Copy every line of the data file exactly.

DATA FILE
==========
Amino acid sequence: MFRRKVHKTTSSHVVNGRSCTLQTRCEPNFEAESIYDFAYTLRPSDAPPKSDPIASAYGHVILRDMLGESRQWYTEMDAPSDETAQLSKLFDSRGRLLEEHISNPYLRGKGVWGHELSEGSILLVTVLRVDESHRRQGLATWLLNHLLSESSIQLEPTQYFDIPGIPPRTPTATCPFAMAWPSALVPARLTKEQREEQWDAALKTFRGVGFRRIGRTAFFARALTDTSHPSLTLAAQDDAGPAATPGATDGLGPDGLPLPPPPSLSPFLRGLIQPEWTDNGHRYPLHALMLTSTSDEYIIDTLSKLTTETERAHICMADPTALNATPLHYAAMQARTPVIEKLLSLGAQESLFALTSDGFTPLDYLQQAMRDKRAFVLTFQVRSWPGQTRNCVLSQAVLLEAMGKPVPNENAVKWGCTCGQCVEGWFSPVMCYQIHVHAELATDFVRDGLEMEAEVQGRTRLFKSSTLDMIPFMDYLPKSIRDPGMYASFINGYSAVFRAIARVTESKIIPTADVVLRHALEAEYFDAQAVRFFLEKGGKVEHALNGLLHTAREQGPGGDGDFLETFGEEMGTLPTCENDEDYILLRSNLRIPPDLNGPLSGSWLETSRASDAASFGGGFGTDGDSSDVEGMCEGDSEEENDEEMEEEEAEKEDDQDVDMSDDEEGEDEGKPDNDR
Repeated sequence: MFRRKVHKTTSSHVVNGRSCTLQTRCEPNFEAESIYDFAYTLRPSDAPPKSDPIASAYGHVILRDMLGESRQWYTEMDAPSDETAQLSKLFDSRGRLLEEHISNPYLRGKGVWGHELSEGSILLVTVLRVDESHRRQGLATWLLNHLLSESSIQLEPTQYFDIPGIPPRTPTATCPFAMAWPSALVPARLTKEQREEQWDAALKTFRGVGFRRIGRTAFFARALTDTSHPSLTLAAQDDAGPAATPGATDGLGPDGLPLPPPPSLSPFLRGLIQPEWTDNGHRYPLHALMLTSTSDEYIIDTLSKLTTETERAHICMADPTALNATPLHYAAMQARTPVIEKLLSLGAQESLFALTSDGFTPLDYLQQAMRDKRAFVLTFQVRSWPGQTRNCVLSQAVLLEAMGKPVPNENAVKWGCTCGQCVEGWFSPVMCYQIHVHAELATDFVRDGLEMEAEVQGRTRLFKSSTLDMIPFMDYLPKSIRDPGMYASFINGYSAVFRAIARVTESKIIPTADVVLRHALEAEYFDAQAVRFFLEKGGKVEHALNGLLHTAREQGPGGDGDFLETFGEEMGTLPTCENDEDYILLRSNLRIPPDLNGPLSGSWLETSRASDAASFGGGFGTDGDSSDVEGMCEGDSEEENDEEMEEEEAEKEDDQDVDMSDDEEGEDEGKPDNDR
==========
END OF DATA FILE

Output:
Amino acid sequence: MFRRKVHKTTSSHVVNGRSCTLQTRCEPNFEAESIYDFAYTLRPSDAPPKSDPIASAYGHVILRDMLGESRQWYTEMDAPSDETAQLSKLFDSRGRLLEEHISNPYLRGKGVWGHELSEGSILLVTVLRVDESHRRQGLATWLLNHLLSESSIQLEPTQYFDIPGIPPRTPTATCPFAMAWPSALVPARLTKEQREEQWDAALKTFRGVGFRRIGRTAFFARALTDTSHPSLTLAAQDDAGPAATPGATDGLGPDGLPLPPPPSLSPFLRGLIQPEWTDNGHRYPLHALMLTSTSDEYIIDTLSKLTTETERAHICMADPTALNATPLHYAAMQARTPVIEKLLSLGAQESLFALTSDGFTPLDYLQQAMRDKRAFVLTFQVRSWPGQTRNCVLSQAVLLEAMGKPVPNENAVKWGCTCGQCVEGWFSPVMCYQIHVHAELATDFVRDGLEMEAEVQGRTRLFKSSTLDMIPFMDYLPKSIRDPGMYASFINGYSAVFRAIARVTESKIIPTADVVLRHALEAEYFDAQAVRFFLEKGGKVEHALNGLLHTAREQGPGGDGDFLETFGEEMGTLPTCENDEDYILLRSNLRIPPDLNGPLSGSWLETSRASDAASFGGGFGTDGDSSDVEGMCEGDSEEENDEEMEEEEAEKEDDQDVDMSDDEEGEDEGKPDNDR
Repeated sequence: MFRRKVHKTTSSHVVNGRSCTLQTRCEPNFEAESIYDFAYTLRPSDAPPKSDPIASAYGHVILRDMLGESRQWYTEMDAPSDETAQLSKLFDSRGRLLEEHISNPYLRGKGVWGHELSEGSILLVTVLRVDESHRRQGLATWLLNHLLSESSIQLEPTQYFDIPGIPPRTPTATCPFAMAWPSALVPARLTKEQREEQWDAALKTFRGVGFRRIGRTAFFARALTDTSHPSLTLAAQDDAGPAATPGATDGLGPDGLPLPPPPSLSPFLRGLIQPEWTDNGHRYPLHALMLTSTSDEYIIDTLSKLTTETERAHICMADPTALNATPLHYAAMQARTPVIEKLLSLGAQESLFALTSDGFTPLDYLQQAMRDKRAFVLTFQVRSWPGQTRNCVLSQAVLLEAMGKPVPNENAVKWGCTCGQCVEGWFSPVMCYQIHVHAELATDFVRDGLEMEAEVQGRTRLFKSSTLDMIPFMDYLPKSIRDPGMYASFINGYSAVFRAIARVTESKIIPTADVVLRHALEAEYFDAQAVRFFLEKGGKVEHALNGLLHTAREQGPGGDGDFLETFGEEMGTLPTCENDEDYILLRSNLRIPPDLNGPLSGSWLETSRASDAASFGGGFGTDGDSSDVEGMCEGDSEEENDEEMEEEEAEKEDDQDVDMSDDEEGEDEGKPDNDR